Families of crash victims rain wrath on Airbus, Air France
PARIS (AP) — Distraught families whose loved ones died in Air France’s worst-ever crash on Monday shouted down the CEOs of the airline and of planemaker Airbus as the two companies went on trial on manslaughter charges for the 2009 accident over the Atlantic Ocean.
Cries of “Shame!” erupted in the courtroom after the executives took the stand.
The crash of storm-tossed Flight 447 en route from Rio de Janeiro to Paris killed all 228 people aboard and had lasting impact on the industry, leading to changes in regulations for airspeed sensors and in how pilots are trained.
The victims came from 33 countries, and families from around the world are among the plaintiffs in the case, fighting for more than a decade to see it come to trial.
“It’s very important that we made it to the trial stage. … Thirteen years of waiting, it is almost inhuman,” said German Bernd Gans, who lost his daughter Ines in the crash. Another man came to the trial with a sign reading: “French Justice. 13 Years Too Late.”
The official investigation found that multiple factors contributed to the crash, and the companies deny criminal wrongdoing. The two-month trial is expected to focus on pilot error and the icing over of external sensors called pitot tubes.
An Associated Press investigation at the time found that Airbus had known since at least 2002 about problems with the type of pitots used on the jet that crashed, but failed to replace them until after the crash.
Airbus CEO Guillaume Faury took the stand on the opening day to say: “I wanted to be present today, first of all to speak of my deep respect and deepest consideration for the victims; loved ones.”
“Shame on you!” family members retorted.
“For 13 years you have shown contempt for us!” one shouted.
Air France CEO Anne Rigail met similar emotions when she told the court she was aware of the families’ pain.
“Don’t talk to us about pain!” rose an angry voice.
The presiding judge called for calm and the proceedings resumed.
Air France has already compensated families of those killed. If convicted, each company faces potential fines of up to 225,000 euros ($219,000) — a fraction of their annual revenues. No one risks prison, as only the companies are on trial.
Still, the victims’ families see the trial itself as important after their long quest for justice, and aviation industry experts see it as significant for learning lessons that could prevent future crashes.
The A330-200 plane disappeared from radar over the Atlantic Ocean between Brazil and Senegal with 216 passengers and 12 crew members aboard.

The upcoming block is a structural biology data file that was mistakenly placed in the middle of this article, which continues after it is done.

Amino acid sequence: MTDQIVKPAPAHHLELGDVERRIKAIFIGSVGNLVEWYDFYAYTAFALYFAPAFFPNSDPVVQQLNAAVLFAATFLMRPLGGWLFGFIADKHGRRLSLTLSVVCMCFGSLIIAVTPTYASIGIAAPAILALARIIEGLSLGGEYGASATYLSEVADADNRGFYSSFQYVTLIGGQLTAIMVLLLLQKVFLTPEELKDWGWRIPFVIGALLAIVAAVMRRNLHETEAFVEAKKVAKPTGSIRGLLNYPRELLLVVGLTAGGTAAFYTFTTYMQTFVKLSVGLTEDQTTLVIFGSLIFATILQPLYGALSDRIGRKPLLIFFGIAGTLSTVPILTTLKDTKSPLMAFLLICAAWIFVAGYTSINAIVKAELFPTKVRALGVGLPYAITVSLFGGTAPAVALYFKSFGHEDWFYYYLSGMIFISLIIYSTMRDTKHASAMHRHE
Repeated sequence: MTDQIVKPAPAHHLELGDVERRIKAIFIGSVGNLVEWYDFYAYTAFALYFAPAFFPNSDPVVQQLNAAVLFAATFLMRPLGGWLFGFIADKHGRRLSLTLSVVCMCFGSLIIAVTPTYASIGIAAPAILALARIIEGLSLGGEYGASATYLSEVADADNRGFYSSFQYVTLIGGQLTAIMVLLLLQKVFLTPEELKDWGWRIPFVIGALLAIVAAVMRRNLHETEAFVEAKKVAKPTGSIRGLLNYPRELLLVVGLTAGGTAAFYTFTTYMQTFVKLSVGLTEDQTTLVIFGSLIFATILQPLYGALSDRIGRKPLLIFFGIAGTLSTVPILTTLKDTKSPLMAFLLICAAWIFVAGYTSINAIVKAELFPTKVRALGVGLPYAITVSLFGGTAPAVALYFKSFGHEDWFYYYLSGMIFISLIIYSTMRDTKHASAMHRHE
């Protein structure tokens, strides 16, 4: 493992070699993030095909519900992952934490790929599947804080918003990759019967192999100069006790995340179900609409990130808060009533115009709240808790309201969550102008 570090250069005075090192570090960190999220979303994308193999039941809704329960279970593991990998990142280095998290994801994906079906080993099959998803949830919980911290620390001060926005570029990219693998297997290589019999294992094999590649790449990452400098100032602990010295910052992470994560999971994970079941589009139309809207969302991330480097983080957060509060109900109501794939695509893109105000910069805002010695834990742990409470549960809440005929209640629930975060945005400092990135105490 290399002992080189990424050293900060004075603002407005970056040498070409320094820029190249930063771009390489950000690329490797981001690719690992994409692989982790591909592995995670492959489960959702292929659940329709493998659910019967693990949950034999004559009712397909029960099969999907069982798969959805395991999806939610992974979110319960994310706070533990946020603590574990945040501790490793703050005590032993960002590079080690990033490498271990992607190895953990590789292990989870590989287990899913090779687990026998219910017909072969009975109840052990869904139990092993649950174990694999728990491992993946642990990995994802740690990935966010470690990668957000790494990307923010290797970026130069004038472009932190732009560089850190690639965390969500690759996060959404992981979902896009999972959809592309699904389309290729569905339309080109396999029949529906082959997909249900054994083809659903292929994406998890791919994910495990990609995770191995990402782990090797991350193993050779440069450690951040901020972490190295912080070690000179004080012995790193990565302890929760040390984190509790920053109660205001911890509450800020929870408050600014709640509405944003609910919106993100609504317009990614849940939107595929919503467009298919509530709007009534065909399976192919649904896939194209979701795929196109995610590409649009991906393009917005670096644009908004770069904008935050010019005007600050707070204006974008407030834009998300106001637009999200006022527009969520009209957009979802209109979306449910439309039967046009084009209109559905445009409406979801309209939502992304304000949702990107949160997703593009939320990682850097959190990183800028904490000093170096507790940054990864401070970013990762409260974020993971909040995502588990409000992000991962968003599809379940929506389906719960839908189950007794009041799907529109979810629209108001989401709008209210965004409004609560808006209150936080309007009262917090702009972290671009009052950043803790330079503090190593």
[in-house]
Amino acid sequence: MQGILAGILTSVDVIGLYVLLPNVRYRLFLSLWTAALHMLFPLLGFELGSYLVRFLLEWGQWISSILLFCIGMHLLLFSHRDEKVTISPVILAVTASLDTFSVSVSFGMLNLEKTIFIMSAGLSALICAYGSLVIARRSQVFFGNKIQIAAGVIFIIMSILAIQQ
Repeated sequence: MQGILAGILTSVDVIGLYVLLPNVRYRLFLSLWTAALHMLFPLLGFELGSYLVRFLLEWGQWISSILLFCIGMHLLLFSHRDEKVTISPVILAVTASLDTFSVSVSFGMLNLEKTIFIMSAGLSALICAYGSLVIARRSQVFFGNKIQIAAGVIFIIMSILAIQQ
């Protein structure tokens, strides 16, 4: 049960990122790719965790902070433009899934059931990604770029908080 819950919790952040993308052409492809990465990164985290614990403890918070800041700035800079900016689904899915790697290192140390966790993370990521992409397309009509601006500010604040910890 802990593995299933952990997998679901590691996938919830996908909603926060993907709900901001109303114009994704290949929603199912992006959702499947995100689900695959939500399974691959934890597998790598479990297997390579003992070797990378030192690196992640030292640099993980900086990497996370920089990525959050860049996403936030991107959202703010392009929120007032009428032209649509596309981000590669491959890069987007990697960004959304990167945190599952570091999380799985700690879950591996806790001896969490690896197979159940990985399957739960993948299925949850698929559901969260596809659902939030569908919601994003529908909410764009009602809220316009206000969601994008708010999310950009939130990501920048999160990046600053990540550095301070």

As a storm buffeted the plane, ice disabled the plane’s pitot tubes, blocking speed and altitude information. The autopilot disconnected. The crew resumed manual piloting, but with erroneous navigation data. The plane went into an aerodynamic stall, its nose pitched upward and then it plunged into the sea on June 1, 2009.
It took two years to find the plane and its black box recorders on the ocean floor, at depths of more than 13,000 feet (around 4,000 meters).
Air France is accused of not having implemented training in the event of icing of the pitot probes despite the risks. It has since changed its training manuals and simulations. The company said it would demonstrate in court “that it has not committed a criminal fault at the origin of the accident” and plead for acquittal.
Airbus is accused of having known that the model of pitot tubes on Flight 447 was faulty, and not doing enough to urgently inform airlines and their crews about it and to ensure training to mitigate the risk. The model in question — a Thales AA pitot — was subsequently banned and replaced.
Airbus blames pilot error, and told investigators that icing over is a problem inherent to all such sensors.
The companies’ “image, their reputation” is at stake, said Philippe Linguet, who lost his brother on Flight 447. He expressed hope the trial would expose the failings of Airbus and Air France — two major players in the industry and in the French economy — to the world.
Daniele Lamy, who heads an association of victims’ families, said they are bracing for a difficult trial.
“We are going to have to unfortunately relive particularly painful moments,” she said. But she called the trial a welcome opportunity after prosecutors initially sought to close the case.
“This will allow the family to express themselves, to express their suffering over 13 years,” she said.
Angela Charlton and Masha Macpherson contributed to this report.
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